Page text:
Summary: People attend small groups because they’re starving for Kingdom community. But, Kingdom community can’t be manufactured. It must be developed. Most small groups never grow into Kingdom communities because they’re never trained in how to do so.
One of the church’s common answers these days to how someone can grow in Christ is “get into a small group.” Finally, we’ve admitted the church service is of little value. In fact, many churches have so totally given up on the church service model that a buzz-phrase that has gone around for a while now among administrators in these types of churches is “We’re not a church with small groups, we’re a church of small groups.”
Basically, people are so totally over church as they know it, even the language that is being used is trying to escape it! There are even books being written about it…
But, is a small group really the answer to growing in Christ? Or is it just the latest fad soon to die out like the rest?
The typical small group meeting
In the typical small group meeting, you’re likely to find some or all of the following parts:
- members that typically see each other the most in weekly or bi-weekly meetings.
- a small group leader who
controlsleads the group in discussion about a spiritual topic.
- a pre-planned spiritual agenda or a curriculum for spiritual guidance.
- the eating of (usually unhealthy) food together.
- icebreaker games to encourage people to get to know each other.
- an expectation of commitment
- common beliefs about life
If and when people dig deep enough, they find that the real reason they attend churches isn’t to sing songs and listen to sermons (although this is what churches are built around). The real reason they attend is because they’re searching to belong to close-knit-organic-body life-Kingdom community. This search is in every Christian’s spiritual DNA. When they aren’t in it, they feel (even unknowingly) that they’re in a wilderness. This is because Kingdom community is a Christian’s home.
The small group is the church’s latest answer to manufacture it. The problem is…community can’t be manufactured. This is because authentic community contains life, and life can’t be manufactured. You can’t build a living thing on an assembly line.
But this is the way it’s attempted in small group programs. The thought is that if all of the parts above are “put together” by following the instructions, then Kingdom community will “be built.” But, it’s being learned the hard way that this just isn’t the case.
Myths about belonging to kingdom community
In fact, there are a lot of beliefs about how community develops that just aren’t true. Despite the small group program’s effort to help fill the gap, the book The Search to Belong by Joseph Myers shows us many “Common Myths of Belonging” that these programs embrace. They include…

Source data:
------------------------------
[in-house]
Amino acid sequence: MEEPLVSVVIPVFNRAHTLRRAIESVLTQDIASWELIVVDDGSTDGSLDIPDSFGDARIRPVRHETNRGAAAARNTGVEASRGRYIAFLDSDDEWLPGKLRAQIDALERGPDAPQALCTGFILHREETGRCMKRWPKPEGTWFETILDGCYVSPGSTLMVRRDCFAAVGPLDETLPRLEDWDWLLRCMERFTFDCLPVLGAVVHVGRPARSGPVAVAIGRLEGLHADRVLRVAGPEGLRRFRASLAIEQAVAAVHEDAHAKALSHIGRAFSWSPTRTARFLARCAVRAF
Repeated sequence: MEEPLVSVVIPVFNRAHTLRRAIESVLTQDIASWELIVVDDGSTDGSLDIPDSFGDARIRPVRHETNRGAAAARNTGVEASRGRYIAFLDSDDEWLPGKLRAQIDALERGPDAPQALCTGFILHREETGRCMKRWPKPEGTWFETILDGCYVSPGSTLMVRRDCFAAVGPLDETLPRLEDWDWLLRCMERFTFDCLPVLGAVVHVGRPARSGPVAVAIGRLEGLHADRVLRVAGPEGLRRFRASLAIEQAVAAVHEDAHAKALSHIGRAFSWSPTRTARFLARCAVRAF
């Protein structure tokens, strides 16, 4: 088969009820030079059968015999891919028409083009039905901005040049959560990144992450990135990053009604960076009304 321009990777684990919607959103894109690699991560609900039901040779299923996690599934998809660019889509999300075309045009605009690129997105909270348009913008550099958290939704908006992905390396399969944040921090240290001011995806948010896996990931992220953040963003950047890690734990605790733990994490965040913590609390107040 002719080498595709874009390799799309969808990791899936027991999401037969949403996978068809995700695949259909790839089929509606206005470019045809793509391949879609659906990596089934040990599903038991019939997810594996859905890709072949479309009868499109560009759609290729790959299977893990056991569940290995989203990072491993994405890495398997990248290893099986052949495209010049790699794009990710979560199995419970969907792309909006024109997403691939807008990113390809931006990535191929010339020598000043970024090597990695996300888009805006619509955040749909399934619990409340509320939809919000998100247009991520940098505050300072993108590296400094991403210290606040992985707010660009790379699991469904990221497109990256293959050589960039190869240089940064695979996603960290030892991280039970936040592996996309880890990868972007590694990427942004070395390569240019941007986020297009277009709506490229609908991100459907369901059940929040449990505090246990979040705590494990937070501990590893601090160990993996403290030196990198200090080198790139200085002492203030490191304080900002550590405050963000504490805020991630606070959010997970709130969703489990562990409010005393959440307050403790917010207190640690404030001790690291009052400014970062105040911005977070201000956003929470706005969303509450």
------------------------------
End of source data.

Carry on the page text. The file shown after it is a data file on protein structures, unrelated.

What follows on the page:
More time = more belonging.
While time is a crucial factor in the facilitation of community, spending time together itself does not develop community. You can spend a ton of time together, but if the maturity to love one another through conflict isn’t present, the development of community will be stopped right in its tracks before it ever gets rolling.
More commitment = more belonging.
While commitment is another crucial factor in the facilitation of community, showing up every time there’s a meeting does not mean that community will develop. Ever come across a married couple that simply doesn’t get along very well, but you know they’ll be together until they die because they made a commitment and they’re going to stick to it? They have commitment, but they don’t have community.
More purpose = more belonging.
While sharing a common purpose might be enough to get people together, wanting to see the same outcomes in life does not mean that community will develop between people. I’ve been on plenty of teams where everyone wanted to win, but their ideas about how to accomplish that kept them from letting community develop.
More personality = more belonging.
While interaction is an important part of community developing, being outgoing/funny/witty/smart or whatever doesn’t necessarily mean you’ve got healthy relationships in all the ways you need them. In fact, it’s typical to find outgoing people that exhibit attention-seeking behaviors because they’re starving for Kingdom community. You can also find people that are very introverted, but feel plenty of belonging.
More proximity = more belonging.
I’ve said many times on this blog that close-knit Kingdom community simply isn’t possible without living in close proximity to one another. But, you can live in close proximity to one another and not have Kingdom community. How about all of those neighbors that live within shouting distance of you whose names you don’t even know?
Small groups don’t equal great relationships
All of these have something in common. They may help to provide an opportunity for quality relationships to develop, but they actually don’t directly develop them. And this my friends is why small groups tend to fail to provide belonging. The people within them have to rely on these things because they haven’t developed the spiritual maturity and/or have not been trained in the skills it takes for Kingdom community to develop.
You can be close, be there all the time, never miss, believe the right things and be outgoing. But, if a group of people isn’t trained into maturity in how to live in the Kingdom, the chances are slim to none that the group will provide lasting belonging; and slim left town :).
Now, I didn’t say the group wouldn’t last. There are small groups that have been around forever, providing some level of surface-y social belonging for their members. But, if we hope to belong to true Kingdom community where members are being formed into “little Christs,” we’re going to have to learn a lot about relationships, how they develop and how they are grown.
Well written and to the point. We have to become skilled in genuine, intimate relationship skills. Looking forward to hearing more of what God has laid on your heart concerning this matter.